Nice to see ethical people (who enjoy sleeping soundly at night) working to sincerely assist the greedy by attempting to talk them OUT of bad decisions…Thank you Linda…you just improved TD’s overall great rating for true customer service. Thanks for sharing this Garth.

Freedom First…Thanks for getting back to being your pompous self again. You were just too human there for so long I was starting to wonder that you truly had a heart.

Still not holding my breath for a rate increase anywhere in 2016 til post US election..

#64 HD on 04.22.16 at 10:17 pm

@#125 maxx on 04.22.16 at 2:09 pm

Thanks for the advice. I will keep that in mind for sure

@Nemesis

Thank you buddy. Always nice to hear from you :)

Best,

HD

#65 wallflower on 04.22.16 at 10:20 pm

Yep, it’s the Wild West out there. My sister just arranged a consolidation mortgage, first (all debts rolled into), which amounts to my guess 80% of house sell number and she has NO legitimate income. None. Falsified paperwork.
This is USA 2008.

#66 Ole Doberman on 04.22.16 at 10:32 pm

Garth there seems to be more talk of a world currency coming – electronic money, maybe RE is a hedge of some sorts for the transition.

Any thoughts?

#67 mark on 04.22.16 at 10:34 pm

From a financial planning perspective if a person is going to receive a set amount of money from the government and lets say a small pension from a future employer DB program that guarantees you a set amount this is a non volatile asset, could a person not view this as a bond component in a balance portfolio?
For argument sake lets say $1000.00/month of my income will come from this guaranteed source how do you weight it in your portfolio, so you can invest more in equities and view this as part of the fixed income part of my portfolio and then maybe can ignore some of the low yield fix income bonds as this money is guaranteed (sort of speak) from the government and DB pension plan?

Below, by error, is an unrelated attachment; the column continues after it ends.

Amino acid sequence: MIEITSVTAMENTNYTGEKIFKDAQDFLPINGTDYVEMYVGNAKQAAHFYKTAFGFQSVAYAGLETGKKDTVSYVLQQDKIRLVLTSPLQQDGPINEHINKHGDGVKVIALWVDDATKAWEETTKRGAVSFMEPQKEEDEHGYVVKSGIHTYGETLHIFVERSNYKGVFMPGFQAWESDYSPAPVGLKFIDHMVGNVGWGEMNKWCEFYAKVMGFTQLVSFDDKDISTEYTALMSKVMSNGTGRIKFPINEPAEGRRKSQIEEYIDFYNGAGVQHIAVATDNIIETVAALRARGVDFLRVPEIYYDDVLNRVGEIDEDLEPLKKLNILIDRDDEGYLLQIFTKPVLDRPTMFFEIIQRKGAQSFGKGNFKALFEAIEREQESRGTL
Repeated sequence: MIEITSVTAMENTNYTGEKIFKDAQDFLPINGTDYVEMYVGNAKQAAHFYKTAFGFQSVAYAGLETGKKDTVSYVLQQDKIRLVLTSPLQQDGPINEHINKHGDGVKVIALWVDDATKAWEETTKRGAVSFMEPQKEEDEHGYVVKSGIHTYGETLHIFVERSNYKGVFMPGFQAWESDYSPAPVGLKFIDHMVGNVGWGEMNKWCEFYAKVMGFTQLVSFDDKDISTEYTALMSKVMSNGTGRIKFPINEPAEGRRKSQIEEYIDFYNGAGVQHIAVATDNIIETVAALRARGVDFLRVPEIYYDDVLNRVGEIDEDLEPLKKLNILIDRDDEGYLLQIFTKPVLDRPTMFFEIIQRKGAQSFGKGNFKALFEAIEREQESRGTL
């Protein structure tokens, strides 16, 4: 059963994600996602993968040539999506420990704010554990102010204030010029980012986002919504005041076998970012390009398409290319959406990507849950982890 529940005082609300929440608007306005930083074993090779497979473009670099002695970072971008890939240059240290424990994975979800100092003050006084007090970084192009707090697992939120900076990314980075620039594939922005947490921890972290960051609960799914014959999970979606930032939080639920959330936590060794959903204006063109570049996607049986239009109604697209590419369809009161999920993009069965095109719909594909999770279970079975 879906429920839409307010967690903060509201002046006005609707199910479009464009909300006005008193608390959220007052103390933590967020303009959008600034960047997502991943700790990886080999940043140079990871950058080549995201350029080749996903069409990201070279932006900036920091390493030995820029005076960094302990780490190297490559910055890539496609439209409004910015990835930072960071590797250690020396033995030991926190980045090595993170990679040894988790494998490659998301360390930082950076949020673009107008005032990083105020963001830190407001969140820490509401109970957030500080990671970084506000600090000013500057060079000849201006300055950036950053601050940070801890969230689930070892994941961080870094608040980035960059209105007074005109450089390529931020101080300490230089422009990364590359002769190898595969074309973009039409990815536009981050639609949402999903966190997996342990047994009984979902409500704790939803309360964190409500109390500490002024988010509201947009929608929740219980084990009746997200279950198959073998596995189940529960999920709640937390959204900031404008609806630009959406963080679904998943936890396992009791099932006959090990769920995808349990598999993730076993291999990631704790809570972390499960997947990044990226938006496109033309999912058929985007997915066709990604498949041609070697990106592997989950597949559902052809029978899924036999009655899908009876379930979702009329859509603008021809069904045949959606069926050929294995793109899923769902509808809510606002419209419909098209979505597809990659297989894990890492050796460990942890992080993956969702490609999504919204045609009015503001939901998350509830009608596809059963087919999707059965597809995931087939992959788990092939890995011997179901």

I am not sure if i am explaining my concept, i guess what i am trying to say is how to view and weight the money i know i am going to get from CPP and a DB pension plan so i can adjust for more equities in my portfolio, or maybe this is not a good idea?

#68 For those about to flop... on 04.22.16 at 10:34 pm

#55 WUL on 04.22.16 at 9:52 pm
FLOP:

Good for your plucky Flyers. Join me down the hall at the Broadstreet Bullies Blog and I will give you my analysis.

Hon Turns (his hockey nickname) is losing patience with me.

#40 Eco Capitalist:

Where to find cheap rentals? Fort Mac. Bonuses are the Northern Lights and cheap lawyers and hookers.

///////////////////////////

Hey WULLY,perhaps delaying the inevitable but we are fighting back.
I was actually going to write you a couple of hours ago when it started but I thought I better not as it wasn’t Saturday night free for all.
” Cranky” Turner doesn’t mind as long as there is some finance involved.
I am glad we switched out our goalie as Mason is overrated just like home owning a condo in Vancouver.

You see what I did,I tied sport in with home ownership..

Ah forget it…

M41BC

#69 JO on 04.22.16 at 10:41 pm

Hi Garth
I too am work in the industry
Just this week got 4 apps from average folks who are desperate to further indebt themselves against these imaginary asset values and use it to buy more inflated RE
I too talk them out of it but mostly to no avail. This is completely out of control. The majority of people will be insolvent within 5 years and many will blame all but themselves
We are not all bad people . There are certainly many corrupt idiots and frankly at some banks/CUs the work environment requires staff to push the limits of ethics but some of us do care and work hard to advise properly
Many of these people will not take NO for an answer and you should see how they react when we try to explain why they should not go ahead
I rather sell a MF then a large mortgage to these average buyers
The system is completely out of control. I have never seen it like this

#70 Frank on 04.22.16 at 10:55 pm

Man, I hope you’re finally right at some point. I’ve been renting for a decade and while better than buying it’s getting worse. Living costs in general are too high. A correction would do the market good.

#71 Cici on 04.22.16 at 11:13 pm

That photo is way too cute

#72 ARP on 04.22.16 at 11:49 pm

Thank you Linda for sharing — had a good first TD experience not that long ago, which was a big change from my dealings with an unnamed “red” bank for the past eon or two.

#73 IKnow on 04.22.16 at 11:52 pm

#13 Joseph on 04.22.16 at 7:20 pm